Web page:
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For Sen. Mike Lee, amending immigration bill starts with throwing it out

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Photo - WASHINGTON, DC - APRIL 10:  An immigration activist holds up a sign on the West Lawn of the U.S. Capitol during an All In for Citizenship rally April 10, 2013 on Capitol Hill in Washington, DC. Tens of thousands of reform supporters gathered for the rally to call on Congress to act on proposals that would grant a path to citizenship for an estimated 11 million of the nation's illegal immigrants.  (Photo by Alex Wong/Getty Images)
WASHINGTON, DC - APRIL 10: An immigration activist holds up a sign on the West Lawn of the U.S. Capitol during an All In for Citizenship rally April 10, 2013 on Capitol Hill in Washington, DC. Tens of thousands of reform supporters gathered for the rally to call on Congress to act on proposals that would grant a path to citizenship for an estimated 11 million of the nation's illegal immigrants. (Photo by Alex Wong/Getty Images)
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Tuesday at 5:00 p.m. was the deadline for members of the Senate Judiciary Committee to propose amendments to the Gang of Eight comprehensive immigration reform bill. There were a lot of amendments. Sen. Charles Grassley, ranking Republican on the committee, proposed 77. Fellow Republican Sen. Jeff Sessions, perhaps the leading opponent of the bill on the committee, proposed 49. Sen. Orrin Hatch proposed 24. Sen. Mike Lee proposed 23. Altogether, Republicans proposed 194 amendments, while Democrats proposed 106, for a total of 300.

Reading all the amendments will take some time, but so far the most striking appear to come from Sen. Lee, who had once considered joining the group that became the Gang of Eight.  Each of Lee’s first three amendments would throw out the Gang’s bill completely and replace it with a relatively simple measure to cover key parts of the immigration issue.  Lee’s first amendment would be called the “Border Security Results Act of 2013.” His second would be called the “Accountability Through Electronic Verification Act.” The third would be called the “Immigration Innovation Act of 2013.”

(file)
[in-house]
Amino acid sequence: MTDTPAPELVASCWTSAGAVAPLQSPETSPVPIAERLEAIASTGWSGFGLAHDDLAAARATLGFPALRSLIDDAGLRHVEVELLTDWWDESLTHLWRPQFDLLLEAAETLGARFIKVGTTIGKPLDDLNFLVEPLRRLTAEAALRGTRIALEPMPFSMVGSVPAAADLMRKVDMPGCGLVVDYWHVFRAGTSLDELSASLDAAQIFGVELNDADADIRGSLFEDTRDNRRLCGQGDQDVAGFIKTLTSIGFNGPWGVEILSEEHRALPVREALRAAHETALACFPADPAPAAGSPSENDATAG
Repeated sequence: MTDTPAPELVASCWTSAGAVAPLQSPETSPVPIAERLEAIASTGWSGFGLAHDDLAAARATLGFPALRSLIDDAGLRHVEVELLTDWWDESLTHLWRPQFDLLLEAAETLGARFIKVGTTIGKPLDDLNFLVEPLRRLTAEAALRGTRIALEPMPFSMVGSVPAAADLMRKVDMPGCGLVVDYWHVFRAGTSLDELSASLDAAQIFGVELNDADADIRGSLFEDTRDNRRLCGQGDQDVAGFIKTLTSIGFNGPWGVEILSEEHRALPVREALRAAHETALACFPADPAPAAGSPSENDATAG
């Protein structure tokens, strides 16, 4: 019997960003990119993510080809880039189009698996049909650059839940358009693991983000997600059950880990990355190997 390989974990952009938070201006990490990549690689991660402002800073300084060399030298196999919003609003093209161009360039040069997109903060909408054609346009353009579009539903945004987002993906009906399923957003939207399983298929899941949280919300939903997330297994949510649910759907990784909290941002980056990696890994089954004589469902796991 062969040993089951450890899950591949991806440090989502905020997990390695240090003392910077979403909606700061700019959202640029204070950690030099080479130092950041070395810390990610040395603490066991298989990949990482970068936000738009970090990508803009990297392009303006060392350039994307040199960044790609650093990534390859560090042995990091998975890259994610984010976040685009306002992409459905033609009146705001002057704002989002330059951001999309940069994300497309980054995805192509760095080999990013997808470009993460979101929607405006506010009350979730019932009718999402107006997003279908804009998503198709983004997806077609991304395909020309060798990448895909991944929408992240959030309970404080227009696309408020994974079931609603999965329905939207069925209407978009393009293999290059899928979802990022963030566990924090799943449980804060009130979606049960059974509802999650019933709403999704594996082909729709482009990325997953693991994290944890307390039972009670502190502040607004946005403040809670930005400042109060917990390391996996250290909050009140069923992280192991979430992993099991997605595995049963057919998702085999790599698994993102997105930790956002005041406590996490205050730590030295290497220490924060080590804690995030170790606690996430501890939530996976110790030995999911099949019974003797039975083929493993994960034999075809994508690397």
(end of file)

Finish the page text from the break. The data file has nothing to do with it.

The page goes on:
Each amendment begins, referring to the original Gang of Eight bill, with these words: “Strike all after the enacting clause and insert the following…”  In a stroke, 867 pages of proposed legislation would be thrown out.

The “Border Security Results Act of 2013″ would require the Department of Homeland Security to come up with a plan to secure the border, submit it to Congress, and have it fully implemented within two years. The entire bill is 12 pages long.

The “Accountability Through Electronic Verification Act” would require the E-verify system to be up and running across the country in one year.  The amendment is 21 pages long.

The third amendment would re-invent the system of H-1B visas for skilled immigrants.  It, too, is 21 pages long.

Lee’s design is obviously to take the “comprehensive” out of immigration reform and instead pass bills to address specific problems.  “Achieving comprehensive reform doesn’t have to mean passing one, single comprehensive bill,” Lee said in a statement.  “I think the only way to guarantee successful reform of the entire system is through a series of incremental reforms that ensure the foundational pieces — like border security and an effective entry/exit system — are done properly.  That’s what these amendments are designed to do.”

It’s safe to say that Lee’s throw-the-bill-out amendments have no chance of passing the committee, which is made up of ten Democrats and eight Republicans — and two of the Republicans are members of the Gang of Eight.  But they will cheer those in the GOP who believe the only way to handle the immigration issue is by starting over entirely.

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Byron York

Chief Political Correspondent
The Washington Examiner